Monopoly Area Monday

Welcome to Grid Brief! Today, we’re looking at power generation in America’s traditional monopoly areas with relevant news items.

Monopoly Area Monday

Here’s a snapshot of generation nation-wide:

After falling from its high of 600k MWh last week, national total generation generally stayed within the bounds of 400k and 500k MWh. Natural gas, nuclear, and coal were the top generators, until wind usurped coal at the end of the week.

And here’s a map to orient you as we move through the areas:


The Carolinas saw total generation fall as compared to last week. Nuclear and natural gas were the top two generators. Solar and coal dueled for third until solar leapt over coal and natural gas at the end of the week.

South Carolina’s boom in growth has Duke Energy calling for more generators. “In a filing to the North Carolina Utilities Commission (NCUC), the utility forecasted even greater electricity demand than projected in the proposal last summer,” reports Power Engineering. “Duke said ‘new economic development wins, including manufacturing and technology projects across the Carolinas’ make up the primary driver of the increased electric demand. The utility said annual demand expects to increase 22% by 2030 and 25% by 2035 from 2022 planning cycles — driven by significant additional economic development activity that took place during 2023.”


In line with the nation-wide trend, the TVA’s total generation fell this week. Natural gas and nuclear scrummed for the top two spots until nuclear pulled away as total generation fell and gas’s ramping ability was no longer needed.

According to the Knoxville Sentinel, nuclear served as the TVA’s workhorse during the last month’s arctic blast.


Natural gas, nuclear, and coal kept the lights on in the American Southeast.


Natural gas, solar, and “other” (a catch-all term for various generators that do not disclose their type to the Energy Information Administration) were the main generators in the Sunshine State. Feb. 1 saw an impressive spike in generation.

Duke Energy has promised Floridians that their rates will fall, but has remained vague about both the amount of the decrease and its timeframe. “Its current residential monthly charge for a customer using 1,000 kilowatt-hours of electricity, which is approximately the average consumption figure, is nearly $129. That amount breaks down to $79.19 for the base rate and $49.47 for fuel cost,” reports the Orlando Sentinel. “Its current residential monthly charge for a customer using 1,000 kilowatt-hours of electricity, which is approximately the average consumption figure, is nearly $129. That amount breaks down to $79.19 for the base rate and $49.47 for fuel costs.”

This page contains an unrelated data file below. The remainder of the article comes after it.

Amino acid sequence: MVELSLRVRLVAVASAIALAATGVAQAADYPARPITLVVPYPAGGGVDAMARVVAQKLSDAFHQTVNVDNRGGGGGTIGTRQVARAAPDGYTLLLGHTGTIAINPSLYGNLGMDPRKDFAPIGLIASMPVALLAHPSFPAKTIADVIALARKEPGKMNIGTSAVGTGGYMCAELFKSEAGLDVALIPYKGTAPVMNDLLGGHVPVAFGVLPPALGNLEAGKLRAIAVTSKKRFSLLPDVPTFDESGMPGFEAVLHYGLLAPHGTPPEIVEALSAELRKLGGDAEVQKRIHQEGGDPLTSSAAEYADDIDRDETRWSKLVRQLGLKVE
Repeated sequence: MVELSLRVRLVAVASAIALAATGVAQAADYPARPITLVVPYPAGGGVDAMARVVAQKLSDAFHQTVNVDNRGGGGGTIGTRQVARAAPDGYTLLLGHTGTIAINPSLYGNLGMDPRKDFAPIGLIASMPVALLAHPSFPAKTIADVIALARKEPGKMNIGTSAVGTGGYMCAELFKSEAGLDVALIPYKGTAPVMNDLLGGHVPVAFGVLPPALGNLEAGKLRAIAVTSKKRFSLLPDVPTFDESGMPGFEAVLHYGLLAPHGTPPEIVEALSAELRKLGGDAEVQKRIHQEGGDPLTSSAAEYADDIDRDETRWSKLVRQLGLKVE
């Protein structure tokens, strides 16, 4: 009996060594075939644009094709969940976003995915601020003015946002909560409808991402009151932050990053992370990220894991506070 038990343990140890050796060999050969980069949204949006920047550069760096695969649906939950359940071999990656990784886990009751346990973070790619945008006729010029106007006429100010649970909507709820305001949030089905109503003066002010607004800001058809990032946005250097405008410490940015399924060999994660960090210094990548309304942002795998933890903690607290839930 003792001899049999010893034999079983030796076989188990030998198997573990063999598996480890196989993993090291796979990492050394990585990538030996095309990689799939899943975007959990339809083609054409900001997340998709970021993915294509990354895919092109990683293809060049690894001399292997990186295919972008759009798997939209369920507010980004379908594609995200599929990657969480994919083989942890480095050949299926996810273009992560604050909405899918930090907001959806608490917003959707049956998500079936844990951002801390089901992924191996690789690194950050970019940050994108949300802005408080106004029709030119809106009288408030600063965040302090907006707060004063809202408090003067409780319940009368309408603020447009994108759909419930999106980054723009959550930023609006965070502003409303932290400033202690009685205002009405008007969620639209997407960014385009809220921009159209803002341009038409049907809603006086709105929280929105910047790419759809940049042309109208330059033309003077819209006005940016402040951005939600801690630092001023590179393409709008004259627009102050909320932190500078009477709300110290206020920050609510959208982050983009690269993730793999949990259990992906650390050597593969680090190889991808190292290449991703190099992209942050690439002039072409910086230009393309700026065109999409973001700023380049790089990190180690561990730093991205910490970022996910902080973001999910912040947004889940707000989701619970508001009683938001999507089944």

Hydro, natural gas, and coal kept the Northwest humming.

House Republicans are moving to block Biden’s agreement with tribes in the Pacific Northwest to tear down hydrodams along the Snake River to spare the salmon populations. Recently, the Bonnevile Power Administration has also come out against breaching the dams.

"At times they can ramp to 3,000 megawatts. More importantly, they have a sustained peaking ability of about 2,300 megawatts. When you consider the average consumption of the city of Seattle is 1,000 megawatts, it shows you how much power these facilities can produce," said Doug Johnson, who serves as the Senior Spokesperson of Bonneville Power Authority. "That energy is vitally important to the Tri-Cities and everyone that is served by a PUD or a municipal electric utility or a cooperative in the northwest."


Natural gas, nuclear, and coal were the top generators in the American Southwest.

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Conversation Starters

  • Italy leans into solar production. “Italy will invest in Enel's photovoltaic panel factory in Sicily, supporting its plan to boost production and become Europe's main site for solar panels, Prime Minister Giorgia Meloni said on Saturday,” reports Reuters. "‘There are 90 million euros ($97 million) for this project from the National Recovery and Resilience Plan (NRRP)... which will allow the current factory to strengthen itself and for a further new production line to be established,’ Meloni said at the end of her visit to the 3Sun plant, in the city of Catania. ‘Our bet is for Catania to become one of the most important hubs in solar panel production,’ she added.”

  • Chile halts production at its second-biggest refinery. “Authorities in Chile’s Valparaiso region extended stay-at-home orders as forest fires continue to rage after killing at least 56 people in the country’s deadliest disaster since a massive earthquake in 2010,” reports Bloomberg. “Blazes that began on Friday spread through bushland and into populated areas on the edge of the coastal city of Viña del Mar, about 120 km (75 miles) northwest of Santiago, fed by blustering wind and high temperatures. Power and water services have been disrupted, causing Chile’s second largest oil refinery to halt operations. As firefighters continued to battle the blazes, authorities said the fires may have been intentionally lit.”

  • India bets on carbon capture. “India is set to launch a carbon capture policy that it says will allow it to keep exploiting its vast coal resources and deal with its growing emissions, according to to a top government energy adviser,” reports Bloomberg. “The policy is expected to be unveiled later this year – should Prime Minister Narendra Modi’s government retain power in upcoming elections — and will include incentives for companies to trap, recycle and where possible store their emissions underground, said Rajnath Ram, energy adviser at Niti Aayog, the policymaking branch of the Indian government.”

Crom’s Blessing

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